Solar Storms and You!
Activity 5: Solar Activity and Coronal Mass Ejections
The Sun constantly emits matter into space in the form of a more or less
steady solar wind. From time to time the Sun also ejects individual clouds
of gas in an event called a Coronal Mass Ejection, or CME. CMEs can cause
storms in the environment of the Earth that can have harmful impacts on
humans working in space, on communication satellites, and many other aspects
of our technology dependent society. For this reason, scientists look for
many clues as to how and when the next one may happen to provide us with
Students will construct a graph to compare the sunspot cycle with Coronal
Mass Ejections (CMEs).
Teacher notes on the graphing calculator, Part 1
and Part 2.
Students will use the graphing calculator to create the graphs
for the sunspots and the CMEs. Students will graph the sunspots and the
CMEs on graph paper. Note: Using different colors to depict each
graph will allow for ease when comparing the two graphs.
Students compare the two graphs. Location of the maximums, the
minimums, and the time frames are the key components. Have the students
determine if there is a correlation.
Discuss the possible relationships that the students locate. Among
the things to consider are: - How well does the CME activity follow the
sunspot cycle?- Do the maximums and the minimums happen at about the same
Solar Wind: A flow of matter from the surface of the Sun which passes
through interplanetary space.
CMEs: Coronal Mass Ejections are sudden ejections of matter
from the Sun's outer layers.
Cme activity should follow rather closely the sunspot cycle, but the correlation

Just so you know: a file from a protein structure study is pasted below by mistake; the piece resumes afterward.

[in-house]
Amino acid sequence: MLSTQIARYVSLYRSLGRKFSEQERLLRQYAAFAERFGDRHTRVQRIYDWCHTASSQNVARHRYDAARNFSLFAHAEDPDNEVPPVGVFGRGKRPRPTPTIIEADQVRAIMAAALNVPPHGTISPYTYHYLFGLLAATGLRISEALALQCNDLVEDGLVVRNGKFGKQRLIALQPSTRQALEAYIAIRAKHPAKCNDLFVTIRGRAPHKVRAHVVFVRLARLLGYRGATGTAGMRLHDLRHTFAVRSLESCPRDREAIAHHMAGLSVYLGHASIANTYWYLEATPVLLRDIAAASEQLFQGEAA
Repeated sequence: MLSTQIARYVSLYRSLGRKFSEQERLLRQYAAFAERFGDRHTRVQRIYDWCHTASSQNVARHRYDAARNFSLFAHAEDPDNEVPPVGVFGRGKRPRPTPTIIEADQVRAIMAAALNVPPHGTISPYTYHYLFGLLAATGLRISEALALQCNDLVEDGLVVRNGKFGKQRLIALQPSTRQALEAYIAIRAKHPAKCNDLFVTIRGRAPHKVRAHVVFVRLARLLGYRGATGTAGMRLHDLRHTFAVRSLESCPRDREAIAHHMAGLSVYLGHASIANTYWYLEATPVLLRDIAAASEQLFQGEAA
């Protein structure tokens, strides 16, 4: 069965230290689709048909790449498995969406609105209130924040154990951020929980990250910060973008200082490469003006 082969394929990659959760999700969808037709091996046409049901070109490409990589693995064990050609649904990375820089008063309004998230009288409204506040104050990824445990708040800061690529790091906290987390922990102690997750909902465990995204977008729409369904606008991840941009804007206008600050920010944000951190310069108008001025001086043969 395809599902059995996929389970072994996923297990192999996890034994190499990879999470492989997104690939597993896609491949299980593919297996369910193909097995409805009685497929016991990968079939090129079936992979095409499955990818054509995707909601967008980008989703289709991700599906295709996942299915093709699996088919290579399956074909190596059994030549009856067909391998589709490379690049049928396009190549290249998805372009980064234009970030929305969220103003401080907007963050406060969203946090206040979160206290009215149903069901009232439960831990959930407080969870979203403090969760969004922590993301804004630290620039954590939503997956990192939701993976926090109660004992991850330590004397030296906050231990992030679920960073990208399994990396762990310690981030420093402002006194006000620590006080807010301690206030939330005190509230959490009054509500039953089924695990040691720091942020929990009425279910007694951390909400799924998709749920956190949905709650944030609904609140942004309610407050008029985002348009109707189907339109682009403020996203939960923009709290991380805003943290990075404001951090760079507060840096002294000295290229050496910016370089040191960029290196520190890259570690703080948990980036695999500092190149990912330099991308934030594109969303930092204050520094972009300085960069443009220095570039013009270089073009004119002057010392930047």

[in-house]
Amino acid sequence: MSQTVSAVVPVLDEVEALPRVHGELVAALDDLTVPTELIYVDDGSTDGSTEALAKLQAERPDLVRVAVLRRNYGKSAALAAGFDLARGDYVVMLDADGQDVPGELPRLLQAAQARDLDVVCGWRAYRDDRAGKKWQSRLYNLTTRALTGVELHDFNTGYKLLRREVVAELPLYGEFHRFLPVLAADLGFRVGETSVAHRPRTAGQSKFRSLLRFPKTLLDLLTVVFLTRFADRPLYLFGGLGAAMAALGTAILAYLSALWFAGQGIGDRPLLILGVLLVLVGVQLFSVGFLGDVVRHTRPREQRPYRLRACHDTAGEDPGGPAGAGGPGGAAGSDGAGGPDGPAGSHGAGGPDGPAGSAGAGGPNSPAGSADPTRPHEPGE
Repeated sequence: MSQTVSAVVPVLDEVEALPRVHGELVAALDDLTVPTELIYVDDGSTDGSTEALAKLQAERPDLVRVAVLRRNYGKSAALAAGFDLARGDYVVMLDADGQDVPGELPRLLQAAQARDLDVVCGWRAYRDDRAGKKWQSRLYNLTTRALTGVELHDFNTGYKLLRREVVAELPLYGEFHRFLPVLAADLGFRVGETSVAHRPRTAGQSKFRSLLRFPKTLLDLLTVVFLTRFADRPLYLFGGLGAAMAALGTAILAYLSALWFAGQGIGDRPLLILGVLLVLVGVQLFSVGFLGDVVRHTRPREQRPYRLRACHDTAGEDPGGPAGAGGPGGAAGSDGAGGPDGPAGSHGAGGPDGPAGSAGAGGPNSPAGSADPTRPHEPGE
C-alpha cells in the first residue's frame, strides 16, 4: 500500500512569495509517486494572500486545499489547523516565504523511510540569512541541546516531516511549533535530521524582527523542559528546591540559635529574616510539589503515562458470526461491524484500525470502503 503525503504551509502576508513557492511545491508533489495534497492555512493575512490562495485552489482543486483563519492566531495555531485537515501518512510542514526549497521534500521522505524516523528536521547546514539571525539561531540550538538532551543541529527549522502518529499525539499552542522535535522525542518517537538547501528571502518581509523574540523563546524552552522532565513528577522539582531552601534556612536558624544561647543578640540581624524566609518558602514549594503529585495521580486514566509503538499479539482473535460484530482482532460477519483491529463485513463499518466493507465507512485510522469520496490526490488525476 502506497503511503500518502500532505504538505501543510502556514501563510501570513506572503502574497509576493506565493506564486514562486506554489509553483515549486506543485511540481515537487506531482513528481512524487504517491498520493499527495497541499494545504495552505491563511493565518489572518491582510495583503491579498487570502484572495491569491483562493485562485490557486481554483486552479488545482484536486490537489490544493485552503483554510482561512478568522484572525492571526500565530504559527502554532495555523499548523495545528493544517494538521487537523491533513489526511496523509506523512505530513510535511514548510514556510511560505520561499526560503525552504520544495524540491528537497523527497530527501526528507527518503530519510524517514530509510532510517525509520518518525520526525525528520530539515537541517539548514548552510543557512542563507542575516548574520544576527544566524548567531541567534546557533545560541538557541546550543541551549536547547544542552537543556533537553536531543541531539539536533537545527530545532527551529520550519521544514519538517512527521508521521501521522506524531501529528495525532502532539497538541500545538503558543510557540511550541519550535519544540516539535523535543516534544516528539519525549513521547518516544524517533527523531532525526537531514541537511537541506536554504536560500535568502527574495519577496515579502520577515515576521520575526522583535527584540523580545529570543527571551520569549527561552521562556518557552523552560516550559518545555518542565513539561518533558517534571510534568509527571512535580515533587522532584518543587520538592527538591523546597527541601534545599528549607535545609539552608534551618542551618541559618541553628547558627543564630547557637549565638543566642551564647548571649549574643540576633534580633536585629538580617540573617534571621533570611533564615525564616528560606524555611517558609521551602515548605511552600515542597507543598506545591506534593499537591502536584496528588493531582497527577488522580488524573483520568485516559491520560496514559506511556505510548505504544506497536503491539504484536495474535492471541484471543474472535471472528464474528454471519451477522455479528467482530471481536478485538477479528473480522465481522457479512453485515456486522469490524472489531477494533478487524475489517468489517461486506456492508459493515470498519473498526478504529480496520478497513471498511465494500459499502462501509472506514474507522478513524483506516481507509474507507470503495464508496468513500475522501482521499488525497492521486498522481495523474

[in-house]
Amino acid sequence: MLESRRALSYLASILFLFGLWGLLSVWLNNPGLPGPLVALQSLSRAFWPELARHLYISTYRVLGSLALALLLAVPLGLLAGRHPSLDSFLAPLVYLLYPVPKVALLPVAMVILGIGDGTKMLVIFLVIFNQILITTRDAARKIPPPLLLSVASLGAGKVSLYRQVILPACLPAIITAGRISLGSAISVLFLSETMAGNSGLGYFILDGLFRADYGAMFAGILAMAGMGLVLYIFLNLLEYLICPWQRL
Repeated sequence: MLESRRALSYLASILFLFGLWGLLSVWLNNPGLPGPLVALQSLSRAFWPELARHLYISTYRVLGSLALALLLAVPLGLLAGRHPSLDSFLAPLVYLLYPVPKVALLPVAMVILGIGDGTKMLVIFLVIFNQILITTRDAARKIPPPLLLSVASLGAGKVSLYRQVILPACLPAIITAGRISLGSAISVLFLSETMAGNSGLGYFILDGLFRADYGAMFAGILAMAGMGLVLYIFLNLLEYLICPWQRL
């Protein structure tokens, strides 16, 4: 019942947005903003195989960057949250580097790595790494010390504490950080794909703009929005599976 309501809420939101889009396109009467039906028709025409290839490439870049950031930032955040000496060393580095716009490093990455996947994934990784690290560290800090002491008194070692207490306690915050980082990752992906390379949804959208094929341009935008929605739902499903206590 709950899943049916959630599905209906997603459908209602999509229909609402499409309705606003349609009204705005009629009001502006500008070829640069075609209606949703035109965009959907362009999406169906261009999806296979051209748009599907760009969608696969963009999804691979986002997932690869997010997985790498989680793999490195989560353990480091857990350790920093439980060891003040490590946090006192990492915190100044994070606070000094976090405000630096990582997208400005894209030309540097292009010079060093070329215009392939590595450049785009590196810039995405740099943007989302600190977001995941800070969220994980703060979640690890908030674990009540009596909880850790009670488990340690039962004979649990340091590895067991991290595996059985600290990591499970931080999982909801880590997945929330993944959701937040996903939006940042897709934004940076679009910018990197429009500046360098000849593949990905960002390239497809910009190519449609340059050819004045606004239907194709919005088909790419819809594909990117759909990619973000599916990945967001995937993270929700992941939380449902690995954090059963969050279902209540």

in exact counts may not be precise. This is probably because CMEs happen
in layers of the Sun that are much higher above the solar surface than
the sunspots. The CME curve seems to have a longer, flatter minimum than
the sunspot curve and its center is offset from the sunspot minimum by
2-3 years earlier. CME activity may decline to a minimum faster than sunspots
after sunspot maximum.
Related Web Resources
Loa Solar Observatory has an archive of MPEG movies of major CMEs during
the last 10 years. At the end of the main page is a link to their deep archive
of solar storms dating from 1980.
Geophysical Data Center has an archive of sunspot data ( daily, monthly,
yearly averages) that goes all the way back to the 1600s. Click on 'Sunspot Numbers' in their list and the FTP session will start.
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This activity was developed by the NASA, IMAGE/POETRY
Teacher and Student Consortium.
For more information, and a list of other resources, visit